Tuesday is a pastry day, and today we are making deep-fried dough sticks called 'youtiao' 油条. Using towels as stand-ups for the dough layers, our jubilant professor Cheng Wanxing showed how to roll and fold the dough.
This basic breakfast 'donut' has a secret: it's the only dish I've seen in this kitchen that actually requires precise measurements.
After some vigorous kneading (professor's hands patting the dough looked like some exotic drummer's) the dough was left to rest.
While one dough rests, the teacher mixed a handful of lard with flour and prepared the dough for another dish: Crispy Pies Stuffed with Pork and Chives 韭菜盒子.
The pies also have a secret: there are actually two kinds of dough, one is more fatty than the other. The layers are rolled into a tube and cut horizontally to make the pie skins imprinted with a spiral pattern.
Pinching the edges into frills is much harder than it seems. Some started rehearsing right on the spot.
Freshly fried flaky pies did not take long to be consumed.
Back to youtiao. As he was rolling and cutting the dough, Professor Cheng speculated on the economy of a youtiao stall. "The vendors overcharge you brutally," he said (a youtiao costs 1 yuan). After deducting the cost of flour, salt, yeast and oil, a smart youtiao maker can rake in 3000 yuan in a month.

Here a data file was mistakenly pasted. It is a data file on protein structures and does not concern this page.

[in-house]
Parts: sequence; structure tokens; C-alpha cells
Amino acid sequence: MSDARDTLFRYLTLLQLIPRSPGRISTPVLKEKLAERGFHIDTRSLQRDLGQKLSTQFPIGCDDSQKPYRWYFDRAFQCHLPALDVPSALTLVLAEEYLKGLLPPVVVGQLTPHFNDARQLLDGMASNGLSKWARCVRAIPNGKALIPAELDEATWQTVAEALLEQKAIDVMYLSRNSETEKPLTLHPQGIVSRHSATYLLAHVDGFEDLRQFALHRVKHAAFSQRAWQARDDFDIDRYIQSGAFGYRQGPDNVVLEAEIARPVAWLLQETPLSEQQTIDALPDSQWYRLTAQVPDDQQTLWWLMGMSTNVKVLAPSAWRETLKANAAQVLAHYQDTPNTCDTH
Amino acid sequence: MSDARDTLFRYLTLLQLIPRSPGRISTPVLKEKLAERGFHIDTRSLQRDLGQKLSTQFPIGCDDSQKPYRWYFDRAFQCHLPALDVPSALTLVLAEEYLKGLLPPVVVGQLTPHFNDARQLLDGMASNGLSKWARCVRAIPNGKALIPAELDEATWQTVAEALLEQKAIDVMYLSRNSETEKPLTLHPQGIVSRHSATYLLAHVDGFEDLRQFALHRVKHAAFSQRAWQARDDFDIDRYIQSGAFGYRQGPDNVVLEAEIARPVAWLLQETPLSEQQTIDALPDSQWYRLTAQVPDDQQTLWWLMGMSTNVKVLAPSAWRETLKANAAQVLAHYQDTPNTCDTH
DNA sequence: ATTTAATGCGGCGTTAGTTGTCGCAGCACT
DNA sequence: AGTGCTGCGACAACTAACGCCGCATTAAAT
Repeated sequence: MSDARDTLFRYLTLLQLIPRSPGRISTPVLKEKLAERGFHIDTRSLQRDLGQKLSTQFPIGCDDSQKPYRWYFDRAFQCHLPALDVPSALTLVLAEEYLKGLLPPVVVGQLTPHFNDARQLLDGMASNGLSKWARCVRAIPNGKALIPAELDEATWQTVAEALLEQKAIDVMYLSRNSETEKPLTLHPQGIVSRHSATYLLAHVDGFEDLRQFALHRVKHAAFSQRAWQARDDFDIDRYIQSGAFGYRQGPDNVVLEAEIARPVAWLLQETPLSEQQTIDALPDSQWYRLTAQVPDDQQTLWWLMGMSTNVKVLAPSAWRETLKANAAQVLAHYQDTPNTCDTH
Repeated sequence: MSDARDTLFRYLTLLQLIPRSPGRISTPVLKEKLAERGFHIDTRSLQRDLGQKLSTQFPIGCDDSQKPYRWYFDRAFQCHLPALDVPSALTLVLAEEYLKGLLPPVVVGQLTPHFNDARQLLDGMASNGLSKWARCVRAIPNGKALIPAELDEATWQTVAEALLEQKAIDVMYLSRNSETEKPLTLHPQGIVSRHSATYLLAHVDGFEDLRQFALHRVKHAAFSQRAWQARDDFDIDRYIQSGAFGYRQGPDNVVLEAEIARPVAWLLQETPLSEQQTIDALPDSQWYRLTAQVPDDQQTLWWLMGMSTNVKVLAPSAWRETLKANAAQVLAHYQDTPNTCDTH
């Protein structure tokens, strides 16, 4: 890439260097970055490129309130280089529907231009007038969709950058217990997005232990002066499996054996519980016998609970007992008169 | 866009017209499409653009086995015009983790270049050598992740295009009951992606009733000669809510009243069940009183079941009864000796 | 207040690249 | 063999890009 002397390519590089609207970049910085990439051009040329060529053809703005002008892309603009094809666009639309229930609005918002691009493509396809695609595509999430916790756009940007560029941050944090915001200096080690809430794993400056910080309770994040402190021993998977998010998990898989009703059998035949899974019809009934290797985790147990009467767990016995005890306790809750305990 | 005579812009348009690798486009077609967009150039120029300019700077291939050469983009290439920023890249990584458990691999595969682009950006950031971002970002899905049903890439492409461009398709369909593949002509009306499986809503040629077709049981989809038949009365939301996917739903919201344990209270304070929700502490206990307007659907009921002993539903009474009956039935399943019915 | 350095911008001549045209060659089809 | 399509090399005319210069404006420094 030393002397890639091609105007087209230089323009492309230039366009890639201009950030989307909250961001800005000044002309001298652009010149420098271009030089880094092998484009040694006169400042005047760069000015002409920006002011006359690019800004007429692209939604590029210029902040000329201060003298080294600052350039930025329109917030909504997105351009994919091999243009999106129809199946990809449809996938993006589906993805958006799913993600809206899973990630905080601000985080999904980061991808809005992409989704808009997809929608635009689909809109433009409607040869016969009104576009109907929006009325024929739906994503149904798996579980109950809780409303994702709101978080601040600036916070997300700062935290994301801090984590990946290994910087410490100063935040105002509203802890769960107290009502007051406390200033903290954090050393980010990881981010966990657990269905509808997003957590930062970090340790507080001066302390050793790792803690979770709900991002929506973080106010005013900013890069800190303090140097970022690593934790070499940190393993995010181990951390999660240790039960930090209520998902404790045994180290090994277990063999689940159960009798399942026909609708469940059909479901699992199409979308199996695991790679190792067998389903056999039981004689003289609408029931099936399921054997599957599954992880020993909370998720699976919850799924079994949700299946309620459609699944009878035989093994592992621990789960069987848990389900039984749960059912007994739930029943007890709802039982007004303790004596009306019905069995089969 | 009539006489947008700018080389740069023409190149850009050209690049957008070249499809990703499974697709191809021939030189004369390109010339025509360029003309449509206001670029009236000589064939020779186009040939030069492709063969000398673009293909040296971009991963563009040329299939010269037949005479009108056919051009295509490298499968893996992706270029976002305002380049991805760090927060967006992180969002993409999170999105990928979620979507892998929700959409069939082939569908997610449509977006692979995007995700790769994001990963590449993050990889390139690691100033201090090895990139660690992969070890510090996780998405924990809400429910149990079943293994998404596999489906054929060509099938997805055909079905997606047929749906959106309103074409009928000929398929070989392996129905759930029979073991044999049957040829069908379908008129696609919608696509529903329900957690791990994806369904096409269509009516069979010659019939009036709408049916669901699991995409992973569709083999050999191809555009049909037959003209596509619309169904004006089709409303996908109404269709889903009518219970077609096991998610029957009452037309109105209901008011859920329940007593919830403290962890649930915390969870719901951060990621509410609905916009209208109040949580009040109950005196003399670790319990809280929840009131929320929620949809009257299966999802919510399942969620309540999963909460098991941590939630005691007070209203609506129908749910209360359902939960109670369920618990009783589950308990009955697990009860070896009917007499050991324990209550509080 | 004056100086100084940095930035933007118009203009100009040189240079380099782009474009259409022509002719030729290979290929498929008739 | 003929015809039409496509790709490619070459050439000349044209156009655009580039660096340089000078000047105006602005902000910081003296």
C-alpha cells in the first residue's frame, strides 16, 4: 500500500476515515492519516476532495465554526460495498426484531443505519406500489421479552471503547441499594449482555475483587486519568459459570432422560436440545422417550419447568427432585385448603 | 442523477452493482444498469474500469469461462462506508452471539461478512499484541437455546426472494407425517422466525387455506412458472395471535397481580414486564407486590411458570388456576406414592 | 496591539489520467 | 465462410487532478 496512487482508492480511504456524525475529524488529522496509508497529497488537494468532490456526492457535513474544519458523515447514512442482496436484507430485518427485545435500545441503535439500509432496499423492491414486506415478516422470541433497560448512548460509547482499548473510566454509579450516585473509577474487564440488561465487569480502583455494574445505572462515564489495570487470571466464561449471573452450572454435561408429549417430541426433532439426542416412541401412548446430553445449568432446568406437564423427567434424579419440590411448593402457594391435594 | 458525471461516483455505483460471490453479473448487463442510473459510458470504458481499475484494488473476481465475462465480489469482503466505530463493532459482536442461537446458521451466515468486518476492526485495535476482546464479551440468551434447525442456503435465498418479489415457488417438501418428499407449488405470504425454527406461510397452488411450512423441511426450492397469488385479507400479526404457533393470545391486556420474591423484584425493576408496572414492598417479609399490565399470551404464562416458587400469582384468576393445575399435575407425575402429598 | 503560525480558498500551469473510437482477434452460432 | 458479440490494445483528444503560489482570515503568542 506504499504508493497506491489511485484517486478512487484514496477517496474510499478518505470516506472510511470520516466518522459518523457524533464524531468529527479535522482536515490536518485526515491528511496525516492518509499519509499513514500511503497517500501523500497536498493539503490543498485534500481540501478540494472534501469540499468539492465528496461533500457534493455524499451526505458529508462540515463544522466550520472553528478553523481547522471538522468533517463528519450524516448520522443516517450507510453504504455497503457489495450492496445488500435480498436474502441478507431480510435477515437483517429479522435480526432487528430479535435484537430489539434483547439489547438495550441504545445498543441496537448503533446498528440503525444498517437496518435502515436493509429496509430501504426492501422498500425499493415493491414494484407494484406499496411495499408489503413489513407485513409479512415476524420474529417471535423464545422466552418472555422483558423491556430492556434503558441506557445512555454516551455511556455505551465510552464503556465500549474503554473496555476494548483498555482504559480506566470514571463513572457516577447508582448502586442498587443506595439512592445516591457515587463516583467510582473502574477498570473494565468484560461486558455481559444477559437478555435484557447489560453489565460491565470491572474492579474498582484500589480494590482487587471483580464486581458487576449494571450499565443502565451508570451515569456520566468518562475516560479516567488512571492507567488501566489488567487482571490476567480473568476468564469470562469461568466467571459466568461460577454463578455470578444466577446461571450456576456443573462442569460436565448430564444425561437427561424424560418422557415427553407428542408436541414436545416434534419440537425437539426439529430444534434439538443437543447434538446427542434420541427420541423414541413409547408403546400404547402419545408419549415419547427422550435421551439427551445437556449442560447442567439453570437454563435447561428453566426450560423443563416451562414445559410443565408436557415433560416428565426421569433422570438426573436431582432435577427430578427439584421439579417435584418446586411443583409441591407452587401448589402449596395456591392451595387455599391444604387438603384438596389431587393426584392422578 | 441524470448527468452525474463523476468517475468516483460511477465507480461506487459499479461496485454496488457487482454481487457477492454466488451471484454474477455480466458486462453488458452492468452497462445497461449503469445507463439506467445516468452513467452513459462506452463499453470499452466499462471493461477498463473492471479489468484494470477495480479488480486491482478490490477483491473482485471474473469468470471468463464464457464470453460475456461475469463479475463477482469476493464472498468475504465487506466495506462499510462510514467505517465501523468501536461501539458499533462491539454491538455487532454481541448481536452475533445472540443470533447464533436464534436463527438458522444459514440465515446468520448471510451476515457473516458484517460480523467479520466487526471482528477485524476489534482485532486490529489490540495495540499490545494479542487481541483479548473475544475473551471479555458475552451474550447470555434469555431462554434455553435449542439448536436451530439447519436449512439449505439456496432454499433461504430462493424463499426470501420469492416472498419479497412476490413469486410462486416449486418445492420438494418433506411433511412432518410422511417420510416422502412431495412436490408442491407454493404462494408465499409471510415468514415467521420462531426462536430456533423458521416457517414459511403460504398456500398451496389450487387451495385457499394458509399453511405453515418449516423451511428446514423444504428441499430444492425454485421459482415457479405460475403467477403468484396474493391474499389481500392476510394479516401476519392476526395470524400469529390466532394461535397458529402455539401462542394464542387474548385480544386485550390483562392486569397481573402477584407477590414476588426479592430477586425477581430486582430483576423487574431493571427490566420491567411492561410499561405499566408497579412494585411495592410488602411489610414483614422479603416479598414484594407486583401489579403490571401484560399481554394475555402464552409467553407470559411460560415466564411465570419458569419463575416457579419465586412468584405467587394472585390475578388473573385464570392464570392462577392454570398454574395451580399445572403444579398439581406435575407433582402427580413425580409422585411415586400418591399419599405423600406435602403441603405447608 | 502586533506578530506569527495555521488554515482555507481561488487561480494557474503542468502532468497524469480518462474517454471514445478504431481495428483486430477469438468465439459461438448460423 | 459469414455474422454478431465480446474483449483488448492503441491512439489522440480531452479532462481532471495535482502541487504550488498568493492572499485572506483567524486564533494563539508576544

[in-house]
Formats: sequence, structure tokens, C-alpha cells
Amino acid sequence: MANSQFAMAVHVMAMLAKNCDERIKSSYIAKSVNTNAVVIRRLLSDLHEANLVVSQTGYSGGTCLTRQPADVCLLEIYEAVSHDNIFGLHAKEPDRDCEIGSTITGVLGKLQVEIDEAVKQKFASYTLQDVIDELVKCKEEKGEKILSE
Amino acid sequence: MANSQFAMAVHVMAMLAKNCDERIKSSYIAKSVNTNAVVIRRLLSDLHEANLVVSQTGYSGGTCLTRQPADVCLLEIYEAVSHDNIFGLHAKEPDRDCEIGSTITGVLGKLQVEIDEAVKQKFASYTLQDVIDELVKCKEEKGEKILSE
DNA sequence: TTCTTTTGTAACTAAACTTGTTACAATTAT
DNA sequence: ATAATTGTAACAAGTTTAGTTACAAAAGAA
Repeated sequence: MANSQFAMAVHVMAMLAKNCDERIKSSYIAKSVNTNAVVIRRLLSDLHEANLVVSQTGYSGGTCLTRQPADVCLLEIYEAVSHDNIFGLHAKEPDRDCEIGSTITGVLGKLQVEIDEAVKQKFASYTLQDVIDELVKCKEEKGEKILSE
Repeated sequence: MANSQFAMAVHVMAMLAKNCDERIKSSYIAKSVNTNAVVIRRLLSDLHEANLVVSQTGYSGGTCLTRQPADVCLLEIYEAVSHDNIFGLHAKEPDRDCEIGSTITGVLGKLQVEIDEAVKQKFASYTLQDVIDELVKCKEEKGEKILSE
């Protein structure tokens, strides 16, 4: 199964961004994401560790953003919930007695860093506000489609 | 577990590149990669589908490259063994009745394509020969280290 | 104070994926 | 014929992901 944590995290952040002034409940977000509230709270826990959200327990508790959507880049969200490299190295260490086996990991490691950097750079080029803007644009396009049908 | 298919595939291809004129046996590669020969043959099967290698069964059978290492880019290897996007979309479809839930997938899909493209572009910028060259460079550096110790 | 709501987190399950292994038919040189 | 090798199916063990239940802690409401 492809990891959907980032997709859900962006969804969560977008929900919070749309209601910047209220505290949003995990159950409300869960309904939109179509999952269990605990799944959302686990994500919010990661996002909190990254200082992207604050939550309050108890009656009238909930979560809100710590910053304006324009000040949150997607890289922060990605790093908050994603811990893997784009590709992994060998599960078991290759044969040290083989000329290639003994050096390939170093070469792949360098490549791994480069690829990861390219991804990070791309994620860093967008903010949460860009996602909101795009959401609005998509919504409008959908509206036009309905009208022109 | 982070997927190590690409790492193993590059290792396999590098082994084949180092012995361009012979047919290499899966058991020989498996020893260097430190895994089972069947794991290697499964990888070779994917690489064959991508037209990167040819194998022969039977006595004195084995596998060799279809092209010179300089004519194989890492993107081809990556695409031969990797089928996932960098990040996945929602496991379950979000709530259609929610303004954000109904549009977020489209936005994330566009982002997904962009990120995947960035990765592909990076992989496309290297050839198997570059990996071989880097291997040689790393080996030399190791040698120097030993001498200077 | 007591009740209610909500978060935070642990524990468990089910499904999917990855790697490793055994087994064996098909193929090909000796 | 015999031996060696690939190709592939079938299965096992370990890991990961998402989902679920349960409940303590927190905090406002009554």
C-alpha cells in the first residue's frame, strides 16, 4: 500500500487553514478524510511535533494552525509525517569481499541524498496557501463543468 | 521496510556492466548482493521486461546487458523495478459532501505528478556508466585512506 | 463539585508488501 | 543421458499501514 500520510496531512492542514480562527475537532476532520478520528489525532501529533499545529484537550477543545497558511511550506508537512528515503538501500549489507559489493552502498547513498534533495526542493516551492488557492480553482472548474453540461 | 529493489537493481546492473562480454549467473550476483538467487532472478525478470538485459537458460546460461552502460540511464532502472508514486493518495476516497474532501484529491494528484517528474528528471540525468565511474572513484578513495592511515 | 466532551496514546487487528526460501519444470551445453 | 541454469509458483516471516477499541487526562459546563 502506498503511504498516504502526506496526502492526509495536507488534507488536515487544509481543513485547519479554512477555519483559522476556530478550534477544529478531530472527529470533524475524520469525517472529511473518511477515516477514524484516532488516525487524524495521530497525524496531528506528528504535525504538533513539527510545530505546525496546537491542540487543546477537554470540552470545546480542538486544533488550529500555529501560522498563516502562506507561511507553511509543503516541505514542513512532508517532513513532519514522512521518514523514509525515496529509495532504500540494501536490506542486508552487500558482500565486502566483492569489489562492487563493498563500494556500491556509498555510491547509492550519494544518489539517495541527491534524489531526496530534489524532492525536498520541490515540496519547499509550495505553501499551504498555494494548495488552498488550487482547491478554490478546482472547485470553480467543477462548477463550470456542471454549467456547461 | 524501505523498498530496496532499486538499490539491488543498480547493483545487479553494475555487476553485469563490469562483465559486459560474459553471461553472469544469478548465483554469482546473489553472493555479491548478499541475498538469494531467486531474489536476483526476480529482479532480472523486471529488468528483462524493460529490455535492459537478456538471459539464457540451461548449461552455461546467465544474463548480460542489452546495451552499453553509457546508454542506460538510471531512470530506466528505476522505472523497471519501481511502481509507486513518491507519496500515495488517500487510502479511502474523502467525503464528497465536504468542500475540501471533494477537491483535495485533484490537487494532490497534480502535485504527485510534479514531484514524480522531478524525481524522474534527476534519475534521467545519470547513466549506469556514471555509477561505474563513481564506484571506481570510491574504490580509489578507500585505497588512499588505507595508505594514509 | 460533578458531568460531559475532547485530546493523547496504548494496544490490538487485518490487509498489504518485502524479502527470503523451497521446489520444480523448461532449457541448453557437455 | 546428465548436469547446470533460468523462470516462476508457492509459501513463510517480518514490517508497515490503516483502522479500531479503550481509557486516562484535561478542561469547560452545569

I hope they do. Somehow, it's the cheapest snacks that take up the most of the cook's time and effort.
During practice, we produced crooked pies with all kinds of frivolous edges. And as for our youtiao, they were ruined: instead of putting in 4 grams of soda, we accidentally put in 12 grams of salt, and the dough did not rise.
But after deep-frying the chive pies were still delicious and flaky. Some even said that our spindly and hard youtiao were a tasty innovation. New dish on the market! Now I'll start raking it in.